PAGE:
Work-oriented reforms in place at the time of this study were implemented at different points between 1993 and 1996. Since the passage of PRWORA, Indiana and Wisconsin both implemented new work-oriented reforms while Virginia, Massachusetts, and Oregon have made few changes.

    Thus, while this study captures state experiences at one point in time, it also reflects states at different stages in their own evolution toward a more employment focused welfare system. It is also important to note that this study took place too soon after TANF went into effect to fully capture the implications and impact of the new federal welfare reform law (e.g., progressively steeper participation rate requirements, lifetime limit on benefit receipt). (author abstract)

  • Individual Author: Gibson, Cynthia M.
    Reference Type: Report
    Year: 2000

    The Jobs Initiative, an eight-year demonstration, helps low-income residents find jobs that pay family-supporting wages in Denver, Milwaukee, New Orleans, Philadelphia, St. Louis, and Seattle. "Entrepreneurial intermediaries," ranging from a private foundation to a city agency, manage six sites that take a dramatically different, long-term approach emphasizing comprehensive strategies that fuel community-based work force development. They have a dual customer focus, meeting needs of supply (workers) and demand (employer) sides; identify and secure entry-level jobs offering low-income people livable wages, benefits, and opportunities for wage and career advancement; build on job-seekers' strengths and respect their talent, dignity, and self reliance, while providing support services; increase dialogue, communication, and understanding among stakeholders; provide community-based organizations with sustained support and technical assistance; stress outcomes-based management; and suggest and provoke broader systemic change leading to more effective jobs and work force development...

    The Jobs Initiative, an eight-year demonstration, helps low-income residents find jobs that pay family-supporting wages in Denver, Milwaukee, New Orleans, Philadelphia, St. Louis, and Seattle. "Entrepreneurial intermediaries," ranging from a private foundation to a city agency, manage six sites that take a dramatically different, long-term approach emphasizing comprehensive strategies that fuel community-based work force development. They have a dual customer focus, meeting needs of supply (workers) and demand (employer) sides; identify and secure entry-level jobs offering low-income people livable wages, benefits, and opportunities for wage and career advancement; build on job-seekers' strengths and respect their talent, dignity, and self reliance, while providing support services; increase dialogue, communication, and understanding among stakeholders; provide community-based organizations with sustained support and technical assistance; stress outcomes-based management; and suggest and provoke broader systemic change leading to more effective jobs and work force development programs and policies. Site results indicate that individuals placed in jobs had experienced significant hourly wage and earnings increases; more than twice as many had medical benefits; and more than half had been employed 12 months. Requirements for meeting workplace demands are employer engagement; employee retention and advancement; collaboration; and building organizational capacity. (author abstract)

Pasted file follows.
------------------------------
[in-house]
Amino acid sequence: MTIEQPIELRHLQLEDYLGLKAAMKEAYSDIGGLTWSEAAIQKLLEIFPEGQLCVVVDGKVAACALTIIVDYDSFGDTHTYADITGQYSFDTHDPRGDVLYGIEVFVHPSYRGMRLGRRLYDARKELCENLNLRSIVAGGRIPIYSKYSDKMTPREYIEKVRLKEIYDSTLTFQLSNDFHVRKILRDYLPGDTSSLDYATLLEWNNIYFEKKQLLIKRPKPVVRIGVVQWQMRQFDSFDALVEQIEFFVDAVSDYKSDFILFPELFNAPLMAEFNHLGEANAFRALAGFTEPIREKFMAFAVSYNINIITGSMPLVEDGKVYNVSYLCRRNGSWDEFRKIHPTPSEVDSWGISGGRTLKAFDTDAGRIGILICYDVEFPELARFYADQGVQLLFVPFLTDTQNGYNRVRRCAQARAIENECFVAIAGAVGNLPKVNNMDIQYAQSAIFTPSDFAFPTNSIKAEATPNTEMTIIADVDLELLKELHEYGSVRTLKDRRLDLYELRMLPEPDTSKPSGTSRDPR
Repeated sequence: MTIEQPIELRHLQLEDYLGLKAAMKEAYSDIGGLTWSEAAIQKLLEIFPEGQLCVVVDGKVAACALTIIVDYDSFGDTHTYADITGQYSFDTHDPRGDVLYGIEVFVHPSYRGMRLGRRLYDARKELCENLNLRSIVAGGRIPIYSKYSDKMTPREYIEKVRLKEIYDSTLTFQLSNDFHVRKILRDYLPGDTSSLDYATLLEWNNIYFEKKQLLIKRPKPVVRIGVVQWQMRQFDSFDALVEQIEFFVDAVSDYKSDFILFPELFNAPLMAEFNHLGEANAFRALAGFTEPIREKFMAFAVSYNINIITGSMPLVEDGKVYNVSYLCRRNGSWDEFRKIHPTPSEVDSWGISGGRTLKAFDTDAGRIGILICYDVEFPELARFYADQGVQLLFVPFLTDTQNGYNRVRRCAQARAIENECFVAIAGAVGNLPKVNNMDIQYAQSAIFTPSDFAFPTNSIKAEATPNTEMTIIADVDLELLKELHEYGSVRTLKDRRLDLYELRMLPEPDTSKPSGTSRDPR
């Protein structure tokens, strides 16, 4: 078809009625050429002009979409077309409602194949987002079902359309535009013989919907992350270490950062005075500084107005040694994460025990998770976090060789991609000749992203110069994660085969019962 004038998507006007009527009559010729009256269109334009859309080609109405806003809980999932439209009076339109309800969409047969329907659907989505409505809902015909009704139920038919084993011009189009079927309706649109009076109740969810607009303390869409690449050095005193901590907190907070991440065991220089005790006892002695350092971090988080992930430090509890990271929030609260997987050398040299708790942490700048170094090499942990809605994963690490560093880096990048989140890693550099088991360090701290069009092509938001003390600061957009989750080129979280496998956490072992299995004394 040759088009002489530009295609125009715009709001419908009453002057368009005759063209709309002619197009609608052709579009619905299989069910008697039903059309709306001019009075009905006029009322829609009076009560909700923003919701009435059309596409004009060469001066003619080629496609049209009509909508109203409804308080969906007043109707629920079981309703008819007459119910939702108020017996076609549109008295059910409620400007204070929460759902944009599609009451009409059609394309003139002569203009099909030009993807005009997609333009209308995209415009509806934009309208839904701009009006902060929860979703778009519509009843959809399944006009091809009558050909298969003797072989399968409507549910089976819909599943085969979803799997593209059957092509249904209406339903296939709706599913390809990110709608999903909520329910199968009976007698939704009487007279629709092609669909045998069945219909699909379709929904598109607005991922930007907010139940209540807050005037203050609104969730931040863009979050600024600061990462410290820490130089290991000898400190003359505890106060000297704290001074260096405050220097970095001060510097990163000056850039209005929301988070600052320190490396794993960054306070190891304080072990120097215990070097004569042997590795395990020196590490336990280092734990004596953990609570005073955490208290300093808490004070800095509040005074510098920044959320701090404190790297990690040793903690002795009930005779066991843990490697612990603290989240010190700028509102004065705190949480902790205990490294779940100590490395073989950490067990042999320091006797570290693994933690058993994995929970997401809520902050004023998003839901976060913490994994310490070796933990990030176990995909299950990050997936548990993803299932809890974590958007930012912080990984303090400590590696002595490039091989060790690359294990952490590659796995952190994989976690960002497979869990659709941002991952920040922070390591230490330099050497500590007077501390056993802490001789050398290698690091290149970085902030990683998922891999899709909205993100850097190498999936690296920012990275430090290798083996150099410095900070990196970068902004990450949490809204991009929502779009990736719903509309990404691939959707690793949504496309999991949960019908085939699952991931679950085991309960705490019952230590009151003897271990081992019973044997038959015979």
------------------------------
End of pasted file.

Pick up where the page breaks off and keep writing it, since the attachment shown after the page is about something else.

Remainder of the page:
• Individual Author: Hebert, Scott; Parkes, S. Rhae; Schneider, Glen
    Reference Type: Report
    Year: 2005

    By using case studies, this report evaluates the Jobs Initiative, Casey's six-city, eight-year effort to engage local institutions and stakeholders while identifying improved approaches to workforce development services for disadvantaged job seekers. The report delves into a community's ability to create large-scale, system-wide change and help poor families improve their chances in finding quality employment  It examines the intentional workforce development system improvements in four of the Jobs Initiative sites: Seattle, WA; Milwaukee, WI; St. Louis, MO; and Philadelphia, PA. (author abstract)

    By using case studies, this report evaluates the Jobs Initiative, Casey's six-city, eight-year effort to engage local institutions and stakeholders while identifying improved approaches to workforce development services for disadvantaged job seekers. The report delves into a community's ability to create large-scale, system-wide change and help poor families improve their chances in finding quality employment  It examines the intentional workforce development system improvements in four of the Jobs Initiative sites: Seattle, WA; Milwaukee, WI; St. Louis, MO; and Philadelphia, PA. (author abstract)